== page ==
An American Editor

June 4, 2016

Worth Reading: The Big Uneasy

Filed under: Articles Worth Reading — americaneditor @ 9:59 am
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I just finished reading “The Big Uneasy” by Nathan Heller in The New Yorker and thought this is an article that An American Editor readers should read. I found the article disturbing for what it portends for future college graduates. We previously discussed trigger warnings in “Should Editors Give Trigger Warnings?” and Heller’s article raises the question again and to a more worrisome (at least to me) level.

“The Big Uneasy” by Nathan Heller

What do you think about the student demands and reactions?

Richard Adin, An American Editor

February 20, 2015

Worth Reading: Commas and Copyediting

The newest issue of The New Yorker has a wonderful article about commas and copyediting by the magazine’s own copyeditor, Mary Norris. “Holy Writ: Learning to Love the House Style” is a must read for editors and authors. You might also want to read an earlier article by Mary Norris, “Don’t Try to Hone In On a Copy Editor.” It is another well-written insight into editing. From The Economist comes this editorial by Schumpeter: “Authorpreneurship: To Succeed These Days, Authors Must Be More Businesslike Than Ever,” which is also true of editors.

Richard Adin, An American Editor

January 3, 2015

Worth Reading: Pulp’s Big Moment

Filed under: Articles Worth Reading — americaneditor @ 4:00 am
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The New Yorker has an excellent article for those interested in the history of publishing: “Pulp’s Big Moment: How Emily Brontë met Mickey Spillane” by Louis Menand. The article discusses the history of paperback books and pulp fiction. One interesting factoid is that paperbacks were not first “created” in the 20th century; rather, their first birth was in the 18th century. Also, it was interesting to learn that Penguin was born as a paperback publishing company.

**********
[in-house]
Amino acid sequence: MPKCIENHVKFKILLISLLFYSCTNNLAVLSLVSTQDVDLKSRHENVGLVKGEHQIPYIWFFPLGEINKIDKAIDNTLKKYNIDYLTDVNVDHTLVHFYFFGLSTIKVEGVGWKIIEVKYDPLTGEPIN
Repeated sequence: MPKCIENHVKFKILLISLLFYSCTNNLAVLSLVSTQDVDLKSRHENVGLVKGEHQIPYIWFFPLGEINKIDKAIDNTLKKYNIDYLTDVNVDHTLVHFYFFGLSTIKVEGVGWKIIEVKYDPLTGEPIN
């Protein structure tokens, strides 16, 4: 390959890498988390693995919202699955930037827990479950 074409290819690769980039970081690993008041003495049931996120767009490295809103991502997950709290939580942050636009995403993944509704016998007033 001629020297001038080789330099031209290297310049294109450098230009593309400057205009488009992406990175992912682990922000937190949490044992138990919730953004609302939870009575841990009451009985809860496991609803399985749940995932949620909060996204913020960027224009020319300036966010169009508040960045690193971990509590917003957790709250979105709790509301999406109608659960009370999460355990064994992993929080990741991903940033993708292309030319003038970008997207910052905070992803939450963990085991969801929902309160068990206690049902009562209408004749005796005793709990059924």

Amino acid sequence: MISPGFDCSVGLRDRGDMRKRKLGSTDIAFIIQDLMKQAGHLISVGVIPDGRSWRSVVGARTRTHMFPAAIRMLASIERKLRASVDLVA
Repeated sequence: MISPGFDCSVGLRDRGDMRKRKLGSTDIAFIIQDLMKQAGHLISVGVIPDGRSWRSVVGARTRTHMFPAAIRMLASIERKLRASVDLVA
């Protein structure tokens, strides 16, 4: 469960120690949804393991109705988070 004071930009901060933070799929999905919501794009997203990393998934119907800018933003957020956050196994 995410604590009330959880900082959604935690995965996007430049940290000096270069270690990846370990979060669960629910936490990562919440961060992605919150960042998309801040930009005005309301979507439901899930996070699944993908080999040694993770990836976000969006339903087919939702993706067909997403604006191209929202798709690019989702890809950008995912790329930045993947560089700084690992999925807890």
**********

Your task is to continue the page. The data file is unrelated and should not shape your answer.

Richard Adin, An American Editor

August 10, 2013

Worth Noting: Anatomy of a Publisher

Filed under: Worth Noting — americaneditor @ 10:29 am
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In the New York world of publishing, Farrar, Straus & Giroux (FSG) is a venerable name. I never knew much about its history.

Years ago, I sent some of the people who worked for me to a seminar in New York City on the basics of copyediting. Although they had worked as editors for quite some time, they, like most of us, had little formal training in the field and I thought this would be a good opportunity for them to get some exposure to the thinking of someone whose job responsibility was managing editors.

The course instructor was a managing editor from FSG with many years of experience.

After the first session (if I recall correctly, it was a 4-weekend course), I asked what had been discussed. What they reported distressed me — it was as if the instructor believed she was still living in the world of 19th century publishing. The instructor said, for example, that computers were a passing fad and that publishers would continue to require editing on paper, so learning how to edit on the computer was a waste of time.

Needless to say, I wondered if the course was a waste of time and/or money. (Turned out it was a waste of both.) I could not understand the instructor’s mindset.

At long last, I can understand the instructor’s thinking. The explanation lies in the book review of Hothouse, by Boris Kachka, in “Anatomy of a Publisher: The Story of Farrar, Straus & Giroux” by Robert Gottlieb, which appears in the current issue of The New Yorker. The review is well worth reading for its insight into the FSG world of publishing from its founding after World War II until its sale to Holtzbrinck.

June 22, 2012

Worth Noting: Paper Trail — Did Publishers and Apple Collude Against Amazon?

In the current issue of The New Yorker, Ken Auletta writes about the Department of Justice’s collusion lawsuit against Apple and the Agency 5 publishers. The article makes for interesting reading and is highly recommended:

“Paper Trail: Did Publishers and Apple Collude Against Amazon?”

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